Saturday, May 30, 2020

Reading 90's Modules, or, In Which I Have Learned Nothing

A couple years ago, I had a series of blog posts where I bagged on some 90's Ravenloft modules.

After today, I'm starting to wonder if 90's modules just sucked in general. 

I had the idea of making some pre-gens and doing one of the modules from GURPS Time Travel Adventures for my group.

 The adventure uses the Time Corps setting from the main GURPS Time Travel book, which is basically duelin' quantum present days that share a common past do time espionage to reduce the probability of the "other" present from existing while increasing the probability of "your" present existing. It's a pretty neat premise, to be honest. 

...but holy fucking set pieces, Batman! This module almost smacks of latter-day D&D adventure design: here's a couple set pieces that you will visit in order. The set pieces aren't as reliant on straight-up combat, but they are pretty rigid in terms of what can actually go down there. 

Spoilers ahead. Not that it matters, because very little your character does is going to have much of an impact 

Set Piece 1: Tel Aviv, 1973- PCs need to get find out why a nuke blew up the Great Pyramid of Giza in '73. There's a guy intel thinks is a spy for the other timeline. You have to get into an Israeli prison to get info out of him. Despite the organization that the PCs work for, they don't get cover IDs. A group of Israeli civilians are supposed to break into a prison. 

The PCs will find the guy, and right when they do, Syrian terrorists attack the prison. They do this only when the PCs are about to get info out of the guy, no matter when this happens. The spy gets shot, no matter what, and scrawls a cryptic clue on the wall in his own blood. If the PCs dick around or can't get into the prison, this event will happen anyway. The PCs can literally just chill and let this resolve itself.  

Interlude: The PCs clock back to their home time. If they're not smart enough to figure out the crytpic clue, an NPC will literally do it for them. 

Set Piece 2: France, 1798.  The PCs get disguised as French soldiers and sent to figure out if Napoleon is actually a time agent. No, really. This time you get plausible cover IDs and there's a French officer time agent to vouch for you. 

This piece consists of you watching an NPC agent give Napoleon mind control wine. (Basically) You can't stop him. He has a case of bottles of mind control wine, and mind control wine in a poisoned dart in his ring. He gets Napoleon and you get to watch. 

Later that night, mind-controlled Napoleon sneaks into the pyramid and arms a nuke...that's already in the blocks dun dun dun. You can't stop him because your time officer guy turns traitor for...reasons. He also has a gun and if the PCs try to stop Napoleon, he starts taking headshots with a skill level of 20. If you know anything about GURPS, you know how fucking stupid it is for a guy to have a skill level of 20. Oh and if you shoot Napoleon you all automatically teleport home and get yelled at at the adventure is over. You guys, I hear the author hissing, Quit ruining my stoooooooory.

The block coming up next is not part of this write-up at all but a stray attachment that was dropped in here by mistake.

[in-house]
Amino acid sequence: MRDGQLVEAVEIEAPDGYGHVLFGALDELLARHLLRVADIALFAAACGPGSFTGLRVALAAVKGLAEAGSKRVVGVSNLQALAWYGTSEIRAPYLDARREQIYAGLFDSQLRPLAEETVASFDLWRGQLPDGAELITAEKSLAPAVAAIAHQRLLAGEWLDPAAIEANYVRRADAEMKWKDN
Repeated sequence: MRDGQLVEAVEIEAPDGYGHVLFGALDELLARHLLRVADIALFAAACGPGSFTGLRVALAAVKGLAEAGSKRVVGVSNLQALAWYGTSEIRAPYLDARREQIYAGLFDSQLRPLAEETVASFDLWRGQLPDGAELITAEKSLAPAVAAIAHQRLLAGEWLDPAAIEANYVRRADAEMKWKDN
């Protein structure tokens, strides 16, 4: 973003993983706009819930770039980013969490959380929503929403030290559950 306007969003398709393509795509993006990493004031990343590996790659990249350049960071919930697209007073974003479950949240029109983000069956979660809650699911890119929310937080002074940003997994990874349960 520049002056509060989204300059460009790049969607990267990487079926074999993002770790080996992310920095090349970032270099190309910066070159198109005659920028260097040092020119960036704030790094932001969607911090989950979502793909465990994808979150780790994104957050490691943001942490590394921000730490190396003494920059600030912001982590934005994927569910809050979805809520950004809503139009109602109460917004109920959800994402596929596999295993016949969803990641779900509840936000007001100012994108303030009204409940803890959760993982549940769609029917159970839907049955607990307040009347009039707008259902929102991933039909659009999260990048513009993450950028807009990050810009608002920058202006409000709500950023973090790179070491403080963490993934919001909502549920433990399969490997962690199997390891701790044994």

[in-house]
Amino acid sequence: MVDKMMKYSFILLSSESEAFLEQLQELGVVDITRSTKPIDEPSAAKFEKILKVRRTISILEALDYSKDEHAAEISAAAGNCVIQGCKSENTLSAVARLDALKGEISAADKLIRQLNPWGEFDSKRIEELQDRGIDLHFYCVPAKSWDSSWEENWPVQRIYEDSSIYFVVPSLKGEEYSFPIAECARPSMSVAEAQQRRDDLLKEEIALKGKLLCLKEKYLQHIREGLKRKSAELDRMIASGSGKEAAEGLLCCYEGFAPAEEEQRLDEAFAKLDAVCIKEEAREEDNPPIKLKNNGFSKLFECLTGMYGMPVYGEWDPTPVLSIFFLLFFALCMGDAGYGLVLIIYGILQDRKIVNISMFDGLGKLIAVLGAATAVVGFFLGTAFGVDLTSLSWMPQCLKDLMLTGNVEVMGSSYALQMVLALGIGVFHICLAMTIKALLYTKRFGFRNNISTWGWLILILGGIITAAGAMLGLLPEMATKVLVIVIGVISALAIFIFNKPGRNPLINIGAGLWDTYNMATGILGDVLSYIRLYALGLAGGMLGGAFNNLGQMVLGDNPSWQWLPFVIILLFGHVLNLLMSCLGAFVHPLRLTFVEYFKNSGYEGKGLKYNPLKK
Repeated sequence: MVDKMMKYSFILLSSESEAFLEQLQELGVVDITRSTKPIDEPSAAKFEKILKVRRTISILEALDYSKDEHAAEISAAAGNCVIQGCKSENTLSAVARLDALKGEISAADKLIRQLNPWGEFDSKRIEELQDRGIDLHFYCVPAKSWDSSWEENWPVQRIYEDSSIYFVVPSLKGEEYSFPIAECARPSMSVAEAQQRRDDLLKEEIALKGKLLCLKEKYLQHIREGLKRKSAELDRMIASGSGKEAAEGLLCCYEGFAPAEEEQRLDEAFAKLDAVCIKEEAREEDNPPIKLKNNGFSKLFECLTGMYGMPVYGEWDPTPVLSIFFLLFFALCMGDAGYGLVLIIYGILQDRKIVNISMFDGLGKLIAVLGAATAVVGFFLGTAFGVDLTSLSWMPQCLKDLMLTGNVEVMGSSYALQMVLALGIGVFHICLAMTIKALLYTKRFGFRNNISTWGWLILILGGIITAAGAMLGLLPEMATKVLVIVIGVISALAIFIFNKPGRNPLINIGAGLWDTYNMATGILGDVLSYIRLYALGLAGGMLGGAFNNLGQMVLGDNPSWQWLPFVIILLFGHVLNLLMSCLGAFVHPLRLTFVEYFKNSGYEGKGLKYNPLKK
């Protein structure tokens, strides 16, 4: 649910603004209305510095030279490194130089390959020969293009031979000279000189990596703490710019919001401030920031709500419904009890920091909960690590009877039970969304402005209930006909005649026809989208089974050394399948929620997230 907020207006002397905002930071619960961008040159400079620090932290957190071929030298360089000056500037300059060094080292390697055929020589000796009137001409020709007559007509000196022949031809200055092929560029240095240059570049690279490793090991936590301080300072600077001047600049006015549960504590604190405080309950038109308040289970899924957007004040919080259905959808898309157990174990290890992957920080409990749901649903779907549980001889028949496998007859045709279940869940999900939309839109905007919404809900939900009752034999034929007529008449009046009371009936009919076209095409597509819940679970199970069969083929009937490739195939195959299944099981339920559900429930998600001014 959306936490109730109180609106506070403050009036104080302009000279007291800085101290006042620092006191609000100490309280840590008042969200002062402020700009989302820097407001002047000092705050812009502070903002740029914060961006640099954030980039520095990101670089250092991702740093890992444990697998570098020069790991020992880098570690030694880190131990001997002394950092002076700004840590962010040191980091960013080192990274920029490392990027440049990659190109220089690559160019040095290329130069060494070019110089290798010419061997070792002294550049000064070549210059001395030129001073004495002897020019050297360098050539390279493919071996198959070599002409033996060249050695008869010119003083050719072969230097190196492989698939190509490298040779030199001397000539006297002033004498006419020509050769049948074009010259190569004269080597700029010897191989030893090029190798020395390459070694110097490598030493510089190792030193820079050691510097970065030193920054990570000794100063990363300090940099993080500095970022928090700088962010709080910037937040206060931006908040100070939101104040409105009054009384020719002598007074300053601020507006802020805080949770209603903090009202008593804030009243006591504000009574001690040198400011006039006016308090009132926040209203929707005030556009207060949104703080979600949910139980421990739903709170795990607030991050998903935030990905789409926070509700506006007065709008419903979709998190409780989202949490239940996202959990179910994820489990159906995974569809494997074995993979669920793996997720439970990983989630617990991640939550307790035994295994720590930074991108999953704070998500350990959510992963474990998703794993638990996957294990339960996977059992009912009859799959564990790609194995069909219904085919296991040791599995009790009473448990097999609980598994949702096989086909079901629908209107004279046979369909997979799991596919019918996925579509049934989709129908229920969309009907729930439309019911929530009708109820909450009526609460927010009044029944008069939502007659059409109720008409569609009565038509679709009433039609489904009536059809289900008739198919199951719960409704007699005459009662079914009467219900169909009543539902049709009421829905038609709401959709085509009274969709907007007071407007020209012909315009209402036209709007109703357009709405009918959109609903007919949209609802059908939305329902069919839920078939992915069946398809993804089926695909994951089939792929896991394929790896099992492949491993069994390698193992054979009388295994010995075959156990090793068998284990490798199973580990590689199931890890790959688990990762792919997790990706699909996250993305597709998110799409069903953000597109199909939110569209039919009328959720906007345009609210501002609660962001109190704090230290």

More like Napoleon Dynamite, amirite? 

Interlude 2: You go back home. Your superiors kind of don't give a shit about the guy who turned traitor and possibly shot some PCs in the head. Time travel make some people crazy, you know? Anyway, strap in bitches because you're going to ancient Egypt to stop the bomb before the pyramid is finished. 

Set Piece 3: Ancient Egypt. You've got to get on a work gang as unskilled laborers and find the bomb. There are three people who are stone cutters who are basically wearing "I am an evil time agent" t-shirts, but you have to investigate because your bosses will get mad if you just guess and murder. (How would they even know?) They have backup in the form of a dude who's been hiding in the wilderness who is ridiculously well armed. I think his weapons actually violate the time bullshit rules of the setting but fuck it, cool fights are cool, right? The module at this point grudgingly offers you a way to circumvent the set piece fight, but you can tell it's real sore about it if you do. 

The third set piece is almost cool. The PCs actually have freedom in how they approach the situation. You don't get to disarm the bomb though. You have to summon NPCs via a note to the future, like you're Bill and fucking Ted. 

The epilogue is that you boosted your timeline's probability and fixed the historical shift that had the pyramid blow up. The author gives the GM the option of just having the pyramid blow up anyway, in case you wanted to make sure your game table is empty next weekend because that entire adventure was basically watching the author jerk himself off, and I guess you got to make a stealth roll and do a combat or something. 

In the end, two thirds of this module is killing time until the cut scenes end. It actually kind of feels like when you're about 50 minutes into Metal Gear Solid 2 and you suddenly get to do something. 

If I'm going to run this, I'm going to have to take the very, very basic idea and just make a flowchart or something. Might have to add some other time periods in case the PCs don't feel like getting shit spoon fed to them. Maybe I could run the (actually much better) Titanic scenario in the same book. 


  1. This brings back some very vague memories. I am pretty sure I was a player in this module, but we revolted at the sheet railroadiness of it and quit. No, we quit by completely mucking it up until the GM quit in protest.

    1. Did you fuck with Napoleon? You fucked with Napoleon, didn't you?